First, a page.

WORLD
October 21, 2013 | By Ken Dilanian
WASHINGTON - Dominik Neubauer stared into the camera, the steel barrel of an assault rifle pointed at his head. A Yemeni "tribe" had taken him hostage, the 26-year-old Austrian student said in English, a tear rolling down his left cheek. If they aren't paid a ransom, he continued, "they will kill me seven days after this video is published. " In May, three months after the video appeared on YouTube, Neubauer was freed along with a Finnish couple who had also been kidnapped near an Arabic language school in Sana, Yemen's capital.
ENTERTAINMENT
August 12, 2013 | By Carolyn Kellogg
At the prestigious Ransom Center, between the works of Don Delillo and Ezra Pound, you'll soon be able to find "Conan the Barbarian" by pulp author Robert E. Howard. Best known for the noble barbarian brought to life on screen by Arnold Schwarzenegger, Howard was a prolific fantasy writer in the early part of the 20th century. He published more than 100 stories in magazines before his death at age 30 in 1936. Howard was 18 when he published his first story, "Spear and Fang," in the magazine Weird Tales.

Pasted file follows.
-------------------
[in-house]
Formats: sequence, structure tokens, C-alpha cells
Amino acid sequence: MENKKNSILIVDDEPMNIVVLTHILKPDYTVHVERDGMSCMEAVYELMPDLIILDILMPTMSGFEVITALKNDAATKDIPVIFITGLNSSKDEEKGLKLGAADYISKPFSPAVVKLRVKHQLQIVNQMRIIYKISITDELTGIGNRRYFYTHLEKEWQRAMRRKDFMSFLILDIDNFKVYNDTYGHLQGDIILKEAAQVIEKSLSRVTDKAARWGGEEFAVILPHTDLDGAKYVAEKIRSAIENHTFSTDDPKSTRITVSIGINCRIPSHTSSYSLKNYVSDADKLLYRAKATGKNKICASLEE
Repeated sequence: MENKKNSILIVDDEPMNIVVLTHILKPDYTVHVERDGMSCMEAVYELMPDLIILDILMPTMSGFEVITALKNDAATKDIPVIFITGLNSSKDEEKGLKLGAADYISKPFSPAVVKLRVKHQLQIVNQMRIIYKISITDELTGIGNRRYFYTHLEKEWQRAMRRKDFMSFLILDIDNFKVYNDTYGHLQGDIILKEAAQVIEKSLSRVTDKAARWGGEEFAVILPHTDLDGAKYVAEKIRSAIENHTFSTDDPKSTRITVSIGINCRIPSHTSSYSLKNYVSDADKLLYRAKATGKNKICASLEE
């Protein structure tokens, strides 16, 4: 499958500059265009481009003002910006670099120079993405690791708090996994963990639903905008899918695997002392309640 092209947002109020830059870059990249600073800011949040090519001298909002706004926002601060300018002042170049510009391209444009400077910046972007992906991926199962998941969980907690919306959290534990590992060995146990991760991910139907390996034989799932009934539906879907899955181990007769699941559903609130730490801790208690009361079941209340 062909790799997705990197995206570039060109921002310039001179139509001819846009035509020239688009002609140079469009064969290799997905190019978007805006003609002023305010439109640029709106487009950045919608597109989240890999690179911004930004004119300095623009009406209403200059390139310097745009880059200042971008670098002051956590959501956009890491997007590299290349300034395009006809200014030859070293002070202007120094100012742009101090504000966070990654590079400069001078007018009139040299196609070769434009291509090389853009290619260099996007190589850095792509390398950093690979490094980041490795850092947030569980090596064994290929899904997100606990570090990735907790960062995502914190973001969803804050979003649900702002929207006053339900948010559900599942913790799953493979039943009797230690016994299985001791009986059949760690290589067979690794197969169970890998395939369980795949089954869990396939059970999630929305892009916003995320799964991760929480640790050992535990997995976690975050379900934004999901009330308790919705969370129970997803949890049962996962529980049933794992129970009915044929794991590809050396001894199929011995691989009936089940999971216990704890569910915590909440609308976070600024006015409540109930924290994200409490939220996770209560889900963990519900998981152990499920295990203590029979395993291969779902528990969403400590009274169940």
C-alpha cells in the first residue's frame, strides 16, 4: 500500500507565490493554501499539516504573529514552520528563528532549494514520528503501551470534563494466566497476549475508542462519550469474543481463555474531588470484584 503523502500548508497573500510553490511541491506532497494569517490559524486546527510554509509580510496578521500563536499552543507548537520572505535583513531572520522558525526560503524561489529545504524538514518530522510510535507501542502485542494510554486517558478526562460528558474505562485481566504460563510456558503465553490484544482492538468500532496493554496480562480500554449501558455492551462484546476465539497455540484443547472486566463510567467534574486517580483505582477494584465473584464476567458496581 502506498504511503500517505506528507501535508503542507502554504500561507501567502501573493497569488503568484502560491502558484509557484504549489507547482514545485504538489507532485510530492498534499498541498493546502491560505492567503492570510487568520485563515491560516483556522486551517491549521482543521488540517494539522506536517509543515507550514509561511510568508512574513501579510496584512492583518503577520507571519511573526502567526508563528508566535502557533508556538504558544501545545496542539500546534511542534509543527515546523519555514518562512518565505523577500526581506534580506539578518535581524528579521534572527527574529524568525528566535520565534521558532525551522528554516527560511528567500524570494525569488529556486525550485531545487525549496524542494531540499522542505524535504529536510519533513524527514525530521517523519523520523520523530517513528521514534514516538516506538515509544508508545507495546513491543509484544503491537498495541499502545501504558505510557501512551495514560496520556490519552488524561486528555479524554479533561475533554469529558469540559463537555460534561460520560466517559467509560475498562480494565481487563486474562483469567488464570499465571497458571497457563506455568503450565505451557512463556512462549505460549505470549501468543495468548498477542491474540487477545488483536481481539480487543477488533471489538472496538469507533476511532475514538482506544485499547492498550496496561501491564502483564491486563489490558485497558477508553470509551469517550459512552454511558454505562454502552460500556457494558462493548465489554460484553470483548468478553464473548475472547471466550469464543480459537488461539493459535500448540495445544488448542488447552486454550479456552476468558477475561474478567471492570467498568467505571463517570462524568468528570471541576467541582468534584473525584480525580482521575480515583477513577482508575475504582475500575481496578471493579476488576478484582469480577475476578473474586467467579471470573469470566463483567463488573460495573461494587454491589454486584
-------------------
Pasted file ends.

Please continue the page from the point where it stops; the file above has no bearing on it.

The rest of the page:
ENTERTAINMENT
July 31, 2013 | By Elisabeth Donnelly
For 15 years, Dave Eggers' McSweeney's publishing enterprise has helped readers discover all things cool and quirky. On Wednesday, the Harry Ransom Center, the humanities library at the University of Texas, announced that it has acquired the archive of McSweeney's publishing company, which includes McSweeney's books, DVD journal Wholphin, the Believer, the food magazine Lucky Peach and the center's flagship literary journal first published in 1998, Timothy...